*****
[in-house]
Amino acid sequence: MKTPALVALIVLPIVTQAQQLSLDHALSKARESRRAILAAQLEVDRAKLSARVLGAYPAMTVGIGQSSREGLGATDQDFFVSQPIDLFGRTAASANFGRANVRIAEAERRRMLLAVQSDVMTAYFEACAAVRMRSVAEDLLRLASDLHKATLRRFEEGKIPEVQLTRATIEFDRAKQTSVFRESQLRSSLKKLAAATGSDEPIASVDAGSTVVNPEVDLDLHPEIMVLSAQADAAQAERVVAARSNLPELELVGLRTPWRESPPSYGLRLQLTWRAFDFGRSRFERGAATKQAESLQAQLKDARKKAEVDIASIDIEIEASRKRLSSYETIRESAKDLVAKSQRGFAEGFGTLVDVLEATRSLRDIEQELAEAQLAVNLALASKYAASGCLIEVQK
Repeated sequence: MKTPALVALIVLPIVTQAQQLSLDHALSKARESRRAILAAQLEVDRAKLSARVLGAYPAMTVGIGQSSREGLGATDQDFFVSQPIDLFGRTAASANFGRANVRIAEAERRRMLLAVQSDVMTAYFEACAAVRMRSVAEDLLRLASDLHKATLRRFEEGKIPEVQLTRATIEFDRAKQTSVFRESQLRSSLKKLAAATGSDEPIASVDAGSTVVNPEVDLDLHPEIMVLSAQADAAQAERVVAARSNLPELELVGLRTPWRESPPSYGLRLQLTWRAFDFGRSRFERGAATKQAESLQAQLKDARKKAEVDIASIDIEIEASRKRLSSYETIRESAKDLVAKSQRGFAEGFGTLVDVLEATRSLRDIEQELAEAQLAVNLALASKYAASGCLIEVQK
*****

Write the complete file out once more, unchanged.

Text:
[in-house]
Amino acid sequence: MKTPALVALIVLPIVTQAQQLSLDHALSKARESRRAILAAQLEVDRAKLSARVLGAYPAMTVGIGQSSREGLGATDQDFFVSQPIDLFGRTAASANFGRANVRIAEAERRRMLLAVQSDVMTAYFEACAAVRMRSVAEDLLRLASDLHKATLRRFEEGKIPEVQLTRATIEFDRAKQTSVFRESQLRSSLKKLAAATGSDEPIASVDAGSTVVNPEVDLDLHPEIMVLSAQADAAQAERVVAARSNLPELELVGLRTPWRESPPSYGLRLQLTWRAFDFGRSRFERGAATKQAESLQAQLKDARKKAEVDIASIDIEIEASRKRLSSYETIRESAKDLVAKSQRGFAEGFGTLVDVLEATRSLRDIEQELAEAQLAVNLALASKYAASGCLIEVQK
Repeated sequence: MKTPALVALIVLPIVTQAQQLSLDHALSKARESRRAILAAQLEVDRAKLSARVLGAYPAMTVGIGQSSREGLGATDQDFFVSQPIDLFGRTAASANFGRANVRIAEAERRRMLLAVQSDVMTAYFEACAAVRMRSVAEDLLRLASDLHKATLRRFEEGKIPEVQLTRATIEFDRAKQTSVFRESQLRSSLKKLAAATGSDEPIASVDAGSTVVNPEVDLDLHPEIMVLSAQADAAQAERVVAARSNLPELELVGLRTPWRESPPSYGLRLQLTWRAFDFGRSRFERGAATKQAESLQAQLKDARKKAEVDIASIDIEIEASRKRLSSYETIRESAKDLVAKSQRGFAEGFGTLVDVLEATRSLRDIEQELAEAQLAVNLALASKYAASGCLIEVQK